Local News Briefs | PostIndependent.com

Local News Briefs

Garfield County officials, and interested citizens, will get two chances today to learn about the possible closure of vehicular access to controversial County Road 245, otherwise known as East Elk Creek Road north of New Castle.

The Garfield County commissioners will make a site visit to the point where the road enters the White River National Forest, meeting at the gate at 2 p.m. The public is welcome to attend.

At 6 p.m. tonight, there is to be a joint public meeting of the county commissioners and the New Castle Board of Trustees at the New Castle Community Center to discuss the possible closure.

If a decision is made at the meeting to keep the road open to vehicles, a memorandum of understanding with the U.S. Forest Service would be placed on an upcoming county commissioner meeting agenda regarding maintenance of the road.

The Glenwood Springs Post Office asks postal customers to help the hungry and donate to the annual National Association of Letter Carriers Food Drive this Saturday, May 14.

All the food collected will go to local food banks to provide meals for the needy throughout the year.

To donate, leave a bag of food by your mailbox on Saturday before your mail delivery time. Residents using post office boxes can also drop food into the food drive bin at the Glenwood Springs Post Office anytime this week, through Saturday.

Food items should be nonperishable items, such as canned meats, soup, fruits and vegetables, pasta, cereal or powdered milk.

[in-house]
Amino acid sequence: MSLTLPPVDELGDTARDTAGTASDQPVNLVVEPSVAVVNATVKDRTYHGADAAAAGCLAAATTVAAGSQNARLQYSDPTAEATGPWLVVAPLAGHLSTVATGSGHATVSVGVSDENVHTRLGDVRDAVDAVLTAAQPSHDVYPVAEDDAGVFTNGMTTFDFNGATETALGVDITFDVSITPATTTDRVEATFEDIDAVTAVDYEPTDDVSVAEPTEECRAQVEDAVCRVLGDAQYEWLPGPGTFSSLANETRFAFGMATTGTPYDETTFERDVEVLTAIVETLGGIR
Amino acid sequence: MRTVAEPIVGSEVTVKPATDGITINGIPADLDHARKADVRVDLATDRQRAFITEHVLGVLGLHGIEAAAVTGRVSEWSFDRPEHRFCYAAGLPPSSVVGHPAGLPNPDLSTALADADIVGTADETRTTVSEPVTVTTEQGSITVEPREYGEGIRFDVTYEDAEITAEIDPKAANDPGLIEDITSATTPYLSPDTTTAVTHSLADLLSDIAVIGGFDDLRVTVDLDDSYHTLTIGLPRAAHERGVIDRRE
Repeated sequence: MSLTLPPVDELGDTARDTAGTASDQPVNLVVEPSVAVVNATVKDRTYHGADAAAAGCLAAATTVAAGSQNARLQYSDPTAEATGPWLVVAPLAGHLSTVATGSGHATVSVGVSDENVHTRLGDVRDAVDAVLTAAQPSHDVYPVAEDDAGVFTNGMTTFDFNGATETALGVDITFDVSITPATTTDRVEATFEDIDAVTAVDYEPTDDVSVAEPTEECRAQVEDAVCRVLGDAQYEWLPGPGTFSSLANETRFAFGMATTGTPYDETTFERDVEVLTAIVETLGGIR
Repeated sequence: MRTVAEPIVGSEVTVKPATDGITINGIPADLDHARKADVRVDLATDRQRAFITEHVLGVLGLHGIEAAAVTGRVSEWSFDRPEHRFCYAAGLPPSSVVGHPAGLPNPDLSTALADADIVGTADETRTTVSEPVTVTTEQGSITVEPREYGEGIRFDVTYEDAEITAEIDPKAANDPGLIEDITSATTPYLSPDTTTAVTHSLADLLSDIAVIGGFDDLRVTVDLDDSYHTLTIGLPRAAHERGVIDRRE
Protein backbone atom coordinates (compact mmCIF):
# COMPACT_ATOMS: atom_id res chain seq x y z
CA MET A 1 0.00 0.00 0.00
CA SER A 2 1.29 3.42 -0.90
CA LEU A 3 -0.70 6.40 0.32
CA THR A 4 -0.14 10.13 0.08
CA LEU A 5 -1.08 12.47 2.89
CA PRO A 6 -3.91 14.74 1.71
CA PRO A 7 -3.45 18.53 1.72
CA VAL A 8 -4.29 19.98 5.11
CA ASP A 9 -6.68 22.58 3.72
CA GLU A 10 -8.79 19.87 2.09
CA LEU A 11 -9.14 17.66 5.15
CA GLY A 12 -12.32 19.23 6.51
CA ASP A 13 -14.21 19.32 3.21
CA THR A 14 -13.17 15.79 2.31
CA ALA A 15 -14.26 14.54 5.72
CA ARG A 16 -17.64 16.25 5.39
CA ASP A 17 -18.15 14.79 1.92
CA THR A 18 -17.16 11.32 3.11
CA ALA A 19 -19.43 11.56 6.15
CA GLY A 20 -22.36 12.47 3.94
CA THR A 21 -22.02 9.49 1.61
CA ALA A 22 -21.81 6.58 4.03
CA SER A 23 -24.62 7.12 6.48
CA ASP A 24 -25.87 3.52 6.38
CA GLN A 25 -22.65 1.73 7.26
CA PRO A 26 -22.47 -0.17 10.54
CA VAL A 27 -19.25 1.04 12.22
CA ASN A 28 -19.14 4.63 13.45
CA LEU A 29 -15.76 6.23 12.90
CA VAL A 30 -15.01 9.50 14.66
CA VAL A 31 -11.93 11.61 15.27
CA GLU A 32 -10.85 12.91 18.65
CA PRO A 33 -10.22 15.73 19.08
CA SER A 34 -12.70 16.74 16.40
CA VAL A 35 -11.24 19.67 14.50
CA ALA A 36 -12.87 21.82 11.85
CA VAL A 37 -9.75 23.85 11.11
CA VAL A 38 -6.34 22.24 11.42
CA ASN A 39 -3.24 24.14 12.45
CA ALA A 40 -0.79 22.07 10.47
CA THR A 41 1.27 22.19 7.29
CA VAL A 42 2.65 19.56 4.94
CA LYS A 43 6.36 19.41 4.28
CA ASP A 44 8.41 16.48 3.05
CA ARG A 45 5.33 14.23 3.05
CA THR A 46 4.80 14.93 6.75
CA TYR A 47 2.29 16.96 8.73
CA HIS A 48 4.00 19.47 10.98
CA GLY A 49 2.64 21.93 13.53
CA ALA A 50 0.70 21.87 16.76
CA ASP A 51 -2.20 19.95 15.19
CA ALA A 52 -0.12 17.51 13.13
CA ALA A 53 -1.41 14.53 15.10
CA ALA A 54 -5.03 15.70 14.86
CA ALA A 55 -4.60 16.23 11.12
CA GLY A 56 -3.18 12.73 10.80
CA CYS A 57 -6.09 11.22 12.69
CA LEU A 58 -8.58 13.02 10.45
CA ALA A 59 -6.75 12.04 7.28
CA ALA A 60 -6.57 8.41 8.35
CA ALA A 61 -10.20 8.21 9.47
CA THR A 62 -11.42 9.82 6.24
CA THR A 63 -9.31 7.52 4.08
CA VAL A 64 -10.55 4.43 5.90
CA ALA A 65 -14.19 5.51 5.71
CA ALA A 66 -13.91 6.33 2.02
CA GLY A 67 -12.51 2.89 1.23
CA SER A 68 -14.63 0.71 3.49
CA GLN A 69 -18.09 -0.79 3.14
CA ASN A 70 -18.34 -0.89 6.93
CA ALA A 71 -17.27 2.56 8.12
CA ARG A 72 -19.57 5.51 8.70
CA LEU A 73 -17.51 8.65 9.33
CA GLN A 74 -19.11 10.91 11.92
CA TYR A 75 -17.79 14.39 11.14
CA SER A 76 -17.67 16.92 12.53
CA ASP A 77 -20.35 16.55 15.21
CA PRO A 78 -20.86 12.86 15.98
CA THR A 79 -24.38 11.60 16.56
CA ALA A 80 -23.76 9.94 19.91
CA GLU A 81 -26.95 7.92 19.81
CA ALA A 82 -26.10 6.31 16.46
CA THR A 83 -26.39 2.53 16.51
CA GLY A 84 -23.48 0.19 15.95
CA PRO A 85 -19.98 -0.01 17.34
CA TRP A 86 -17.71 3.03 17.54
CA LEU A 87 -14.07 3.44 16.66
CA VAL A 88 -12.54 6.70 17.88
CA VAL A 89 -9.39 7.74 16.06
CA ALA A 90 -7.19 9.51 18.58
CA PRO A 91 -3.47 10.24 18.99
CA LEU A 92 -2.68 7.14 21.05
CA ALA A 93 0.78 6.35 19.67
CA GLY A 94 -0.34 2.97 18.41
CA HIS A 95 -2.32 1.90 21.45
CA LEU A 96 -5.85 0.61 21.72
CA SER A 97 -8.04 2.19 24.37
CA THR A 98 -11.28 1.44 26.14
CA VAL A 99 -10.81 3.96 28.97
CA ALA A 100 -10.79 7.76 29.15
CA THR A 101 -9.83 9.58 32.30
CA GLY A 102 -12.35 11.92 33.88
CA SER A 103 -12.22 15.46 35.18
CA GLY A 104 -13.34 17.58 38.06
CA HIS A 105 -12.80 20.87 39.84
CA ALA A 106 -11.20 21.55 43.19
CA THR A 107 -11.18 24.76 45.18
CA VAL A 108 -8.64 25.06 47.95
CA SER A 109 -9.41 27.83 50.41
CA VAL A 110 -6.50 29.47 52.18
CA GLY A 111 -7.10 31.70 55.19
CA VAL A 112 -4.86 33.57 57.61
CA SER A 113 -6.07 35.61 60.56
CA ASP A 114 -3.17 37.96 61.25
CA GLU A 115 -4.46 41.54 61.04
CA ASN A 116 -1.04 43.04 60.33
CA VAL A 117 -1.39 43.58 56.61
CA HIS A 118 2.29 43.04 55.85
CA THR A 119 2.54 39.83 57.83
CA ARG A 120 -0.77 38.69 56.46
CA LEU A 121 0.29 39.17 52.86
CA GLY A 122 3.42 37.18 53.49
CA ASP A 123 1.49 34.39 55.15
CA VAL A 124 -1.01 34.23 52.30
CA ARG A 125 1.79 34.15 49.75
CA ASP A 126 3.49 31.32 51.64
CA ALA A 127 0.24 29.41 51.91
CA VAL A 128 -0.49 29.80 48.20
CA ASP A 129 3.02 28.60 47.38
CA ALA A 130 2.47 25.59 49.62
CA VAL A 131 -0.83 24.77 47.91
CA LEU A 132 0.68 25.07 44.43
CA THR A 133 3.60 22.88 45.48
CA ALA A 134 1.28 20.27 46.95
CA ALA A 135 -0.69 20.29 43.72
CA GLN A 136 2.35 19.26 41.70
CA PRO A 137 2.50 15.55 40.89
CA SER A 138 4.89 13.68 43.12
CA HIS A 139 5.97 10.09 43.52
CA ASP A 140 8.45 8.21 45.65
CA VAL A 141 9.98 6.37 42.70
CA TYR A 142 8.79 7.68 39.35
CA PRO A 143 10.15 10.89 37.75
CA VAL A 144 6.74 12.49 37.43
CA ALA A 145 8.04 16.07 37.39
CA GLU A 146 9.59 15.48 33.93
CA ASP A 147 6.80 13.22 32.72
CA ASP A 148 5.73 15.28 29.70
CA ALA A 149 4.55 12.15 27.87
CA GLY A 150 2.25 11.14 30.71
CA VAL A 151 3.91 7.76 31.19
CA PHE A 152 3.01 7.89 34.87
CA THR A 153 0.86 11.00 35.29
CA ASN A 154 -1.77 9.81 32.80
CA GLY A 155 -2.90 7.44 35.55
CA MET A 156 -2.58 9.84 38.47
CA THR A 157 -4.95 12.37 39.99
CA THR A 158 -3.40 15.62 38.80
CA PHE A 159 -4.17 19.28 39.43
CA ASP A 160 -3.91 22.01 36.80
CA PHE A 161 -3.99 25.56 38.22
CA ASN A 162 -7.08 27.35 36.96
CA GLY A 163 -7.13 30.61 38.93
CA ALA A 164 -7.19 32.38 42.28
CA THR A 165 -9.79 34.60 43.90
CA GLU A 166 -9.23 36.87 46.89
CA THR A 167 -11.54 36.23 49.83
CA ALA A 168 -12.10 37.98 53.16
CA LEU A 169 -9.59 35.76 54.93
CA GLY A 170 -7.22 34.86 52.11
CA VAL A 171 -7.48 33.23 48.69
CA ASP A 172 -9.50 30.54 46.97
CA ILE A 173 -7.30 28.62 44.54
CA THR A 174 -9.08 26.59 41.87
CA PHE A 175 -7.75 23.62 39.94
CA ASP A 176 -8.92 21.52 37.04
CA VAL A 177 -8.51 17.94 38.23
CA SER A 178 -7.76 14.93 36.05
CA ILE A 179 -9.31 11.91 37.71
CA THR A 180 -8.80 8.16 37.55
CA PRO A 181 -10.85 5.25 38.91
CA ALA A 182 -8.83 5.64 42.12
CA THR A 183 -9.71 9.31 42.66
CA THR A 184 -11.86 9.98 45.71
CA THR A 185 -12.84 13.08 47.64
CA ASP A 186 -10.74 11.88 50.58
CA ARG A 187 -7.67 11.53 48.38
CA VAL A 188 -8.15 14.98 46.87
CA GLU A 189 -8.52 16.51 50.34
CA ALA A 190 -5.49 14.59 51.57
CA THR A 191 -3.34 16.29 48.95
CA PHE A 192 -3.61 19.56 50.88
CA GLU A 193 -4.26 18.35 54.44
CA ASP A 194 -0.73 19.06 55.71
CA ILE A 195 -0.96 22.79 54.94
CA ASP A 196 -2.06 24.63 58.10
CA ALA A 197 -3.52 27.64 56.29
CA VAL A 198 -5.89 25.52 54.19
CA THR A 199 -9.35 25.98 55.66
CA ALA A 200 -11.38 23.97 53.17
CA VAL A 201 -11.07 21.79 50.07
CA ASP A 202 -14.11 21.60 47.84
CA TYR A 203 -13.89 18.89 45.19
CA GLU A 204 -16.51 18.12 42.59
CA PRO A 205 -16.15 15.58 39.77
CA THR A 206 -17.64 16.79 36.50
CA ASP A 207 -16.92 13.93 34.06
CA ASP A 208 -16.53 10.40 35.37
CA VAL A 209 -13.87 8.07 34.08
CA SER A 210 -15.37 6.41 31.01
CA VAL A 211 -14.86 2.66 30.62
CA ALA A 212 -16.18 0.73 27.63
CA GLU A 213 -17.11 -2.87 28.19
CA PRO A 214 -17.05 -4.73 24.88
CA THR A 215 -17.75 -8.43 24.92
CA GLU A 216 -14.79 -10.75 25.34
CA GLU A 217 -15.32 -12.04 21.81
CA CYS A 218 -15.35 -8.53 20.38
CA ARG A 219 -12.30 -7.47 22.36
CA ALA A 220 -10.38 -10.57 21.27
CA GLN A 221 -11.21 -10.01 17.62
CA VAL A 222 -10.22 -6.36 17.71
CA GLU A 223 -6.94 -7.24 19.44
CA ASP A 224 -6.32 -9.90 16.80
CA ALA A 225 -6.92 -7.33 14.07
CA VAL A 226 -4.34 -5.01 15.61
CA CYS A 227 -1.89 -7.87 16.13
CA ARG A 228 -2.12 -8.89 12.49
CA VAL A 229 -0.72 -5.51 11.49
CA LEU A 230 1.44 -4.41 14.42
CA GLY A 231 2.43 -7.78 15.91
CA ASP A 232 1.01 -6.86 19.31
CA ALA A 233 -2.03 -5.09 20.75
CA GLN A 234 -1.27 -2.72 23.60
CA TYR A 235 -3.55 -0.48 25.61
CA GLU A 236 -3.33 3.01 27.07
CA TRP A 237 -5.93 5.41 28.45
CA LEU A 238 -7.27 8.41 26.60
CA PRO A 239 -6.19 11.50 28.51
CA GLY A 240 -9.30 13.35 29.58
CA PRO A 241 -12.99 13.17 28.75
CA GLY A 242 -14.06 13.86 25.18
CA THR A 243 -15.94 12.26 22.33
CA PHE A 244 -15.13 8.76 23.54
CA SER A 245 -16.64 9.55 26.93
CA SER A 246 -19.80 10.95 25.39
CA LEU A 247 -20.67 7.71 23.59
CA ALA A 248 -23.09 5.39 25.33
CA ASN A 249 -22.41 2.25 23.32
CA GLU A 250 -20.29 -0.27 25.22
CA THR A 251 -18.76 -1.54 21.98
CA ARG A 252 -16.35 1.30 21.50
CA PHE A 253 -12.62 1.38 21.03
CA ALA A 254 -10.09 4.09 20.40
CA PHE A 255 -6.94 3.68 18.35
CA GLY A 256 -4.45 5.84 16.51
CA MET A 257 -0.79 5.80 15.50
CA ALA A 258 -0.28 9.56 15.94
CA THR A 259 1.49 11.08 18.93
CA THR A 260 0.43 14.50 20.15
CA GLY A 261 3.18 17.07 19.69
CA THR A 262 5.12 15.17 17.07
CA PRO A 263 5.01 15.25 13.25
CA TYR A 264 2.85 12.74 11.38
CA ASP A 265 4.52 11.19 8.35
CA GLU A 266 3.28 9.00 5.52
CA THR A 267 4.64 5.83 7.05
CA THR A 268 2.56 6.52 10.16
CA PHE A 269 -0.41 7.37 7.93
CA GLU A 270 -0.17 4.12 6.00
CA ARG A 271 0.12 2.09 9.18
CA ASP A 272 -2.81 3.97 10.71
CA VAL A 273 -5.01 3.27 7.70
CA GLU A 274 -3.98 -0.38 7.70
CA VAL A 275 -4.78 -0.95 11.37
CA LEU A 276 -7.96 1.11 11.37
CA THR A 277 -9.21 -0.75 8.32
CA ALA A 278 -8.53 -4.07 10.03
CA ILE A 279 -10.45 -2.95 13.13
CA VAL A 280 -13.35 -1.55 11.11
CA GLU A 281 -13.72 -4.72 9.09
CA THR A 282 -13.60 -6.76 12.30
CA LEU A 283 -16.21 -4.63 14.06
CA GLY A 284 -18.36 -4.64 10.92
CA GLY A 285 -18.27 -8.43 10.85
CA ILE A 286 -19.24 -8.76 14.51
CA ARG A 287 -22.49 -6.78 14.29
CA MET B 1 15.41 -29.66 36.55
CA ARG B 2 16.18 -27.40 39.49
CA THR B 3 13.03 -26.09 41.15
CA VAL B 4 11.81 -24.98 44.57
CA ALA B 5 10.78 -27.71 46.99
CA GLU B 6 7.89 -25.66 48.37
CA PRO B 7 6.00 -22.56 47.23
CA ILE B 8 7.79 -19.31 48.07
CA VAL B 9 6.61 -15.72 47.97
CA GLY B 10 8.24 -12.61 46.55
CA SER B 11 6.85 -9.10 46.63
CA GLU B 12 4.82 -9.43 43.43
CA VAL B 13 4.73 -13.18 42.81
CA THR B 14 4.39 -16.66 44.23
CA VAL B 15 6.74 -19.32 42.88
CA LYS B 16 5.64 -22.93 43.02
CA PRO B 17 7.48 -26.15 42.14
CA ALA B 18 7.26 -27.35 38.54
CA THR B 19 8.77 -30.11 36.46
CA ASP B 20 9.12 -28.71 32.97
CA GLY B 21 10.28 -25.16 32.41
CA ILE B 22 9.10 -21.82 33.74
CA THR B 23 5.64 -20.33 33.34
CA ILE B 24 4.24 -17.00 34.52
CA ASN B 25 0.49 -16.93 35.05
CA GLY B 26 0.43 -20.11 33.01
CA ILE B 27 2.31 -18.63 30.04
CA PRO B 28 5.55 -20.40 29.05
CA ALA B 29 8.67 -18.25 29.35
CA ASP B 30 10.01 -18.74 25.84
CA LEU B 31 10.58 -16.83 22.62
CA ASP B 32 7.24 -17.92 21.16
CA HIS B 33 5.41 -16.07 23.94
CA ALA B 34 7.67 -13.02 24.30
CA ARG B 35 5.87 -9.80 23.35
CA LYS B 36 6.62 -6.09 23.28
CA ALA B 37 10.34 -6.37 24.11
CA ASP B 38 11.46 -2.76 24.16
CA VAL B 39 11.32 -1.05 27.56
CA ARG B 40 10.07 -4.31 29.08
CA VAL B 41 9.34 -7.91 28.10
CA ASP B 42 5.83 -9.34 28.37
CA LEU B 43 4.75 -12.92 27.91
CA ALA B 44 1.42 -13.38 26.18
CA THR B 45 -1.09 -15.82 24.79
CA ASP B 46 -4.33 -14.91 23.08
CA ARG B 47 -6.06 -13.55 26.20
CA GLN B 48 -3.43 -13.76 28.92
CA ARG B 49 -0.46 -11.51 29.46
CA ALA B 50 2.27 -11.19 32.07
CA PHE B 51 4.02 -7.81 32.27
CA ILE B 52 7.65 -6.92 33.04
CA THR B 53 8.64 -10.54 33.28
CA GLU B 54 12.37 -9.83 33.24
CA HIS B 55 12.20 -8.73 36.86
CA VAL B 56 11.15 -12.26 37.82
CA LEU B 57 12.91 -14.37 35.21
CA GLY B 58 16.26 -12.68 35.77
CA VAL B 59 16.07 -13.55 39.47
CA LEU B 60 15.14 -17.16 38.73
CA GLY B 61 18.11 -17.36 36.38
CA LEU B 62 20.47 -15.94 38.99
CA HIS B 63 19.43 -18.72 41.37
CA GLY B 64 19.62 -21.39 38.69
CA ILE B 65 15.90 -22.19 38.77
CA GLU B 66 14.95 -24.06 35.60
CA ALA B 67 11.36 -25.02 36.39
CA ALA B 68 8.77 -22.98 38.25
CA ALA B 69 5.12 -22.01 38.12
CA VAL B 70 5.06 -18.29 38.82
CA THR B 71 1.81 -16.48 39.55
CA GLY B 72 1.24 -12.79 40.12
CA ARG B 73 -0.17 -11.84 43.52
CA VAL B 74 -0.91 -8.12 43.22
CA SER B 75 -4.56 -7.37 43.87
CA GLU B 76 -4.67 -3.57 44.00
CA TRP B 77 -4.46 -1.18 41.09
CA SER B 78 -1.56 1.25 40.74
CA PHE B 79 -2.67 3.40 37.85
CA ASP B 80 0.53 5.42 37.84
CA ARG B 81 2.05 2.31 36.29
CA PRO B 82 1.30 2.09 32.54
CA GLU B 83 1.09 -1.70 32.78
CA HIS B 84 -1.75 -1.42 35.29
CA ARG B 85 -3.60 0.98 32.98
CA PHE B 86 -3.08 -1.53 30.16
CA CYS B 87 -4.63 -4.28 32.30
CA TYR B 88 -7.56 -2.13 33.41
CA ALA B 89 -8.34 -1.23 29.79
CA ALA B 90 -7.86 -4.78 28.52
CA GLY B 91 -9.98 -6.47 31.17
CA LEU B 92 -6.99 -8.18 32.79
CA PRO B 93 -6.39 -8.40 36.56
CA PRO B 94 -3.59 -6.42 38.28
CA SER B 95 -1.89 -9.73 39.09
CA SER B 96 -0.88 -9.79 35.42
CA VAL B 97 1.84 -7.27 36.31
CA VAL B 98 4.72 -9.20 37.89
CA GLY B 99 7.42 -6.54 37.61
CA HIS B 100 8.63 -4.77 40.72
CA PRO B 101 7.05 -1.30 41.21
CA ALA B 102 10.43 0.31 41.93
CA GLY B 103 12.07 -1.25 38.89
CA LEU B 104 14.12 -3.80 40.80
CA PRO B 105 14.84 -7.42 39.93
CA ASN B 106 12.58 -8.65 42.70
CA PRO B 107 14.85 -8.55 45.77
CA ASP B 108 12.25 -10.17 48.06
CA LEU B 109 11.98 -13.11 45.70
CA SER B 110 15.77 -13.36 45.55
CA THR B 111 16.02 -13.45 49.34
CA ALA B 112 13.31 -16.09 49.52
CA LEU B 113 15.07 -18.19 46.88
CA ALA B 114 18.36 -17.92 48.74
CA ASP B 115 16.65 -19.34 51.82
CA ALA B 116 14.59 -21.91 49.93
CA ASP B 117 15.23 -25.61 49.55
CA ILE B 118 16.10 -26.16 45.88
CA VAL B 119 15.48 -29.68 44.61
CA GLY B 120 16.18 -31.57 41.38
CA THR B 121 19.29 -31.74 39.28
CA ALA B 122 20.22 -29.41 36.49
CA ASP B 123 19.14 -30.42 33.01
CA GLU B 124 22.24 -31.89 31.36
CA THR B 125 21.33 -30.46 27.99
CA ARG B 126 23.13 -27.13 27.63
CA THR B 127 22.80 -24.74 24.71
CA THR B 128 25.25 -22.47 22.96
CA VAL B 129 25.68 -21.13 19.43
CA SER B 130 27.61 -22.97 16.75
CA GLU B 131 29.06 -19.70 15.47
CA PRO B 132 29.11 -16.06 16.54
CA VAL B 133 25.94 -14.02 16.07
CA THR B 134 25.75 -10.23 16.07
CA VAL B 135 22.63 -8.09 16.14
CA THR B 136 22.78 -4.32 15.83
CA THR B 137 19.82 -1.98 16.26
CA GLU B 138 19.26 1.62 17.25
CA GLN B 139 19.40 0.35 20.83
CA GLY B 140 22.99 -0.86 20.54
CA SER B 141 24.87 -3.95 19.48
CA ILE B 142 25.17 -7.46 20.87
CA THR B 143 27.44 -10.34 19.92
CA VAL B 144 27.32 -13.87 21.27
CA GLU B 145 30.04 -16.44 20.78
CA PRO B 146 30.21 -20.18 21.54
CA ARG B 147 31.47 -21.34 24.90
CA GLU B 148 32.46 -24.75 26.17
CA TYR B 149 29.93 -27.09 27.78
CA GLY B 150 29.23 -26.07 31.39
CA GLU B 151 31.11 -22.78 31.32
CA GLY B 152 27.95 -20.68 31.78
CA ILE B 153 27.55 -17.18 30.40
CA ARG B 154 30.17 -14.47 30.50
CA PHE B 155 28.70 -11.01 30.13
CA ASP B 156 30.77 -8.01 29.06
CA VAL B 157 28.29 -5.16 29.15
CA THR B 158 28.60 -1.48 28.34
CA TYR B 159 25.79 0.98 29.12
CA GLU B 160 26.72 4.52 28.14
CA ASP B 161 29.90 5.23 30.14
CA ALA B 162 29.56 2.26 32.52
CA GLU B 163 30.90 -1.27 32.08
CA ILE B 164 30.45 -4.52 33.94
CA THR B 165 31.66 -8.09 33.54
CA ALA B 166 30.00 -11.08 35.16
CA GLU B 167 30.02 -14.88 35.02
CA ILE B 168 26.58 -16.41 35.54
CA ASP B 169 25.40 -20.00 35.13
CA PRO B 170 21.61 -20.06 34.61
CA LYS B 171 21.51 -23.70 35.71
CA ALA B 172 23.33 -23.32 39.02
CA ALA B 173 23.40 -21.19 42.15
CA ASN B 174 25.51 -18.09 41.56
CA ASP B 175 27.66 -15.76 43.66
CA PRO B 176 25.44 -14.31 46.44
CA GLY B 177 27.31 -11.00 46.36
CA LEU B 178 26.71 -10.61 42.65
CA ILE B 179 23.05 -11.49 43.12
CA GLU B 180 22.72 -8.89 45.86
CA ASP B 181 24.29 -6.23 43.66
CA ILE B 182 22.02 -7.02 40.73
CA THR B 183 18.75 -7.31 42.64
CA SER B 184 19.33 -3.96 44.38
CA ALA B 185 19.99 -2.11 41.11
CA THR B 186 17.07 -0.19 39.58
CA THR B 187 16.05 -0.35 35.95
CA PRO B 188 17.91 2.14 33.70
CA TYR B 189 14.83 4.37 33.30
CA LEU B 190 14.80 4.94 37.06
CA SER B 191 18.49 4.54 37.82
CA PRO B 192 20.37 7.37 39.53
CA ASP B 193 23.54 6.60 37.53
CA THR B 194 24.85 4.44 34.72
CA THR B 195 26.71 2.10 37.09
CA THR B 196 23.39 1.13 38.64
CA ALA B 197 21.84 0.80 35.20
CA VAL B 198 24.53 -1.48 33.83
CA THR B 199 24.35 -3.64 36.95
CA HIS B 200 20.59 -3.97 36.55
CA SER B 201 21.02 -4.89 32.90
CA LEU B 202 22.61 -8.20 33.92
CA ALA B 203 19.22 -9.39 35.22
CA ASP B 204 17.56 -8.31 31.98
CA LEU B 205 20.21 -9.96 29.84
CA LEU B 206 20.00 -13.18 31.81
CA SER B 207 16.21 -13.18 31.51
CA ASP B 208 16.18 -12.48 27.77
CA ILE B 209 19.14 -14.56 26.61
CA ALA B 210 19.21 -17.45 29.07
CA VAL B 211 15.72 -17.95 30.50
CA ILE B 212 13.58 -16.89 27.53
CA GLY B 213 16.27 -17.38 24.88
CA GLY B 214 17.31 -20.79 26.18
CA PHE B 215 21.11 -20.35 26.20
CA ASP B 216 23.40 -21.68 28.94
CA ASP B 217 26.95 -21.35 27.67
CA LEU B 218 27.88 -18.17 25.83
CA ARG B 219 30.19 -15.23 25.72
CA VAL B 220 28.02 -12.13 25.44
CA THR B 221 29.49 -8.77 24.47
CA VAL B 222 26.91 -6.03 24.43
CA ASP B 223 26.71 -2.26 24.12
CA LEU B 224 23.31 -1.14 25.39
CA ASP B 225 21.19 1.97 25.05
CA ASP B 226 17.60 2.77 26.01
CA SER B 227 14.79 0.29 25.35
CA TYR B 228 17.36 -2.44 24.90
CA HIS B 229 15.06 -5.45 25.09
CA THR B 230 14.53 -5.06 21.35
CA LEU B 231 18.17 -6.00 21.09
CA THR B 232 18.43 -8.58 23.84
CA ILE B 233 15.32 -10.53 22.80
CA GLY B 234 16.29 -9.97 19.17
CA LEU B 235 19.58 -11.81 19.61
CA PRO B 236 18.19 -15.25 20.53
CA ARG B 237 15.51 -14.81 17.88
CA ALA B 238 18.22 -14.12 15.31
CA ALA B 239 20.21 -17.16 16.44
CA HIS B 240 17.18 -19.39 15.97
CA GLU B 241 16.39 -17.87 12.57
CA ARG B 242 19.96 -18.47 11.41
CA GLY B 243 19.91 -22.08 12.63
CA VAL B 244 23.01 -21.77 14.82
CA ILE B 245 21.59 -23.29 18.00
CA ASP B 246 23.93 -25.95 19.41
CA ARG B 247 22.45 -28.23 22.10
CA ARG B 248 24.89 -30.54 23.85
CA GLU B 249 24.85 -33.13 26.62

The annual postal food drive started in 1993. Since then, more than a billion pounds of food have been collected by letter carriers and post offices. A total of 10,000 communities and post offices in all 50 states are participating this year.

PARACHUTE (AP) – Oil and gas regulators have scheduled a hearing for a company that spilled more than 100,000 gallons of drilling fluid in western Colorado.

The Colorado Oil and Gas Conservation Commission scheduled the hearing for next week, more than three years after the release.

The Daily Sentinel reports Berry Petroleum reported the spill above Garden Gulch, a Parachute Creek tributary, in January 2008, but officials believe the spill began earlier. A fine hasn’t been proposed yet, but officials believe the spill caused significant environmental impacts.

Regulators say Marathon Oil spilled about 1.26 million gallons of fracturing fluids at the same time. A hearing for Marathon hasn’t been scheduled yet.

Regulators say the fluids froze waterfalls, inciting environmental concerns. Company officials say spill tests indicate contaminant levels were below drinking water standards.

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